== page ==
Finding a Good Preschool
School readiness is the first of the National Education Goals and includes the objective that all children will have access to high-quality preschool programs to help prepare them for the next level of schooling. The Goals also acknowledge the value of parental participation in promoting the social, emotional, and academic growth of children. A vital role for parents lies in the careful selection of a preschool to ensure that the program gives your child the right start.
Many different types of agencies around the country operate preschool programs in a variety of settings. Some programs are operated by local schools. Some, like Head Start and migrant programs, are sponsored by federal agencies, and others are run by nonprofit groups such as churches and charitable organizations. Some are provided by employers while others are owned by individuals or franchise chains. The quality of the preschool varies from program to program.
As a parent, you will want to assess how well a preschool program will satisfy your needs and preferences. When looking for a preschool, you can start by contacting a local child care resource and referral agency.
When you choose a preschool program, it is important to consider the characteristics of your child, the program, and the preschool staff; as well as the preschool’s physical environment; and which combination of these factors would provide the best experience for your child.
The directors of good programs usually encourage parents looking for a preschool to visit at any time with their children, but calling ahead for an appointment is a courtesy to the staff and will ensure that the director has time to talk with you. Parents should visit as many preschools as possible before making a choice. If you are making such a visit, give yourself time to get a feeling for the classroom’s general atmosphere and the extent to which children appear comfortable and involved. A good educational and organizational climate is usually indicated by friendliness among the staff and children.
Children in a good preschool are usually not easily distracted by visitors and continue to be absorbed in their work or play. When children rush toward visitors and stay close to them, abandoning their activities, it very likely indicates that the activities do not stimulate or interest the children enough.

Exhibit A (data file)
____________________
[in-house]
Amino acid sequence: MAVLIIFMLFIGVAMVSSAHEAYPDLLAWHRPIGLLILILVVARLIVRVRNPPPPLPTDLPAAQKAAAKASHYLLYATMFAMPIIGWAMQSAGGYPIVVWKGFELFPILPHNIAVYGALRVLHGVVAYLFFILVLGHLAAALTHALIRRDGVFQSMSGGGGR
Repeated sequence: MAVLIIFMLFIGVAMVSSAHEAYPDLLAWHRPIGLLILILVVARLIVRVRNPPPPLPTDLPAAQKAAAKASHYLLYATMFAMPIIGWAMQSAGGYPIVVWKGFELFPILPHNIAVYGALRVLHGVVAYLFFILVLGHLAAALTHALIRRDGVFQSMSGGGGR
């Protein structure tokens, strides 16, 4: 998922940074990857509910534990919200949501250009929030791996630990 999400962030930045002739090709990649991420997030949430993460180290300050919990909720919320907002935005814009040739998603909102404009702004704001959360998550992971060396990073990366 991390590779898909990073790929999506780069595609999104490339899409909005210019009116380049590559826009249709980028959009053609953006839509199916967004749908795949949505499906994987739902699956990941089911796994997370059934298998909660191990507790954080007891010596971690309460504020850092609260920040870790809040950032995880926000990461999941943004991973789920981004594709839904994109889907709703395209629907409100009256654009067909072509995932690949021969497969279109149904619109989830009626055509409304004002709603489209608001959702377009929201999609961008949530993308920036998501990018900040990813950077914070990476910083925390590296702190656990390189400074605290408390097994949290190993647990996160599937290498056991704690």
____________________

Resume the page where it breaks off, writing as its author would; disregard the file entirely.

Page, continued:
You can ask the following questions about the preschool:
Does the program have a clear written statement of its goals and philosophy?
Do the goals address all areas of a child’s development, including his or her social, emotional, intellectual, and physical development?
Does the preschool offer a balance of individual, small-group, and large-group activities; and spontaneous play and teacher-guided activities?
Is there a balance between rest and quiet periods and vigorous outdoor activities?
Do the preschool’s activities encourage self-expression; help children to develop various motor skills; and regularly expose the children to literature, the language arts, music, science, and nature?
Do the staff encourage and respond to children’s natural interests in reading, writing, and counting?
Does the preschool provide snacks and meals that are sufficiently nutritious?
Do the staff pay attention to, and follow up on, the children’s interests in the world around them?
Do the content and materials of the preschool program reflect cultural diversity and nonsexist attitudes?
Most preschool programs must conform to state regulations and satisfy minimum standards of health and safety. Even so, it is a good idea to ask the staff whether the program is up to date with its state license and is accredited by the National Association for the Education of Young Children. Studies suggest that preschools are more likely to offer high-quality programs when the number of children is small enough to allow the staff to get to know all the children and their families. Whenever possible, it is helpful to speak to other parents who have children in the program about their experiences and recommendations.